Upgrading from Craft 4

The smoothest way to upgrade to Craft 5 is to start with a fully-updated Craft 4 project.

# Preparing for the Upgrade

Let’s take a moment to audit and prepare your project.

  • Your live site must be running the latest version (opens new window) of Craft 4;
  • The most recent Craft 4-compatible versions of all plugins are installed, and Craft 5-compatible versions are available;
  • Your project is free of deprecation warnings after thorough testing on the latest version of Craft 4;
  • All your environments meet Craft 5’s minimum requirements (the latest version of Craft 4 will run in any environment that meets Craft 5’s requirements, so it’s safe to update PHP and your database ahead of the 5.x upgrade):
    • PHP 8.2
    • MySQL 8.0.17+ using InnoDB, MariaDB 10.4.6+, or PostgreSQL 13+
  • You’ve reviewed the breaking changes in Craft 5 further down this page and understand that additional work and testing may lie ahead, post-upgrade;

Once you’ve completed everything above, you’re ready to start the upgrade process!

If your project uses custom plugins or modules, we have an additional extension upgrade guide.

# Performing the Upgrade

Like any other update, it’s essential that you have a safe place to test the upgrade prior to rolling it out to a live website.

These steps assume you have a local development environment that meets Craft 5’s requirements, and that any changes made in preparation for the upgrade have been deployed to your live site.

DDEV (opens new window) users should take this opportunity to update so that the craftcms project type reflects our latest recommendations.

In an existing DDEV project, you can change the PHP or database version with the config command:

ddev config --php-version=8.2
ddev config --database=mysql:8.0
ddev start
  1. Capture a fresh database backup from your live environment and import it.

  2. Make sure you don’t have any pending or active jobs in your queue.

  3. Run php craft project-config/rebuild and allow any new background tasks to complete.

  4. Capture a database backup of your local environment, just in case things go sideways.

  5. Note your current Temp Uploads Location setting in SettingsAssetsSettings.

  6. Add your database’s current character set and collation to .env. If you have always used Craft’s defaults, this will be:

    CRAFT_DB_CHARSET="utf8mb3"
    CRAFT_DB_COLLATION="utf8mb3_general_ci"
    

    If you have changed the character set or collation, make sure your settings agree with these recommendations.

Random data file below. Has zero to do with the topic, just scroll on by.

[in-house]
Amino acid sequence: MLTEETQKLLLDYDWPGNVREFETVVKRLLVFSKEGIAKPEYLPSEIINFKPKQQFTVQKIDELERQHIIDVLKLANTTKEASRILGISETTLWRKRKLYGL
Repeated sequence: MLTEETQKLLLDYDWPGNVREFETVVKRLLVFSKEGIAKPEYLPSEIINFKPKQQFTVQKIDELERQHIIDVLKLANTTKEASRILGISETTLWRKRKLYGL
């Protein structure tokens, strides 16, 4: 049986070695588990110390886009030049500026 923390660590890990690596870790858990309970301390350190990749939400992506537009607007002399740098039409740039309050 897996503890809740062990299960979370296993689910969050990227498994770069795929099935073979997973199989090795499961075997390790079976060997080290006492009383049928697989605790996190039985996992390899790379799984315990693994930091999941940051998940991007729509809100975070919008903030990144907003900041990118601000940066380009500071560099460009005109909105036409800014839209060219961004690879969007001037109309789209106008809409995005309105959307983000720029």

7. Edit your project’s composer.json to require "craftcms/cms": "^5.0.0" and Craft-5-compatible plugins, all at once.

    You’ll need to manually edit each plugin version in composer.json. If any plugins are still in beta, you may need to change your minimum-stability (opens new window) and prefer-stable (opens new window) settings.

    While you’re at it, review your project’s other dependencies! You may also need to add "php": "8.2" to your platform (opens new window) requirements, or remove it altogether.

  8. Run composer update.

  9. Make any required changes to your configuration.

  10. Run php craft up.

  11. Remove your database character set and collation settings from .env (and db.php—even if you didn’t modify it during the upgrade), then run php craft db/convert-charset.

Your site is now running Craft 5! If you began this process with no deprecation warnings, you’re nearly done.

Thoroughly review the list of changes on this page, making note of any features you use in templates or modules. Only a fraction of your site’s code is actually evaluated during an upgrade, so it’s your responsibility to check templates and modules for consistency. You may also need to follow any plugin-specific upgrade guides.

Once you’ve verified everything’s in order, commit your updated composer.json, composer.lock, and config/project/ directory (along with any template, configuration, or module files that required updates) and deploy those changes normally in each additional environment.

# Cleanup + Optional Steps

# Entry Scripts

Older projects may use versions of vlucas/phpdotenv (opens new window) (the library that loads variables from your .env file) that depend on features deprecated in PHP 8.1. If you encounter errors during (or after) installation, change your vlucas/phpdotenv dependency in composer.json to ^5.6.0, then run composer update.

Along with this update, you’ll need to integrate changes from our starter project (opens new window)’s web/index.php script and craft executable. If you have done any low-level customization of Craft via bootstrap constants, make sure those values are preserved in the appropriate file(s)—constants shared between the two files can be moved to the new bootstrap.php file (opens new window).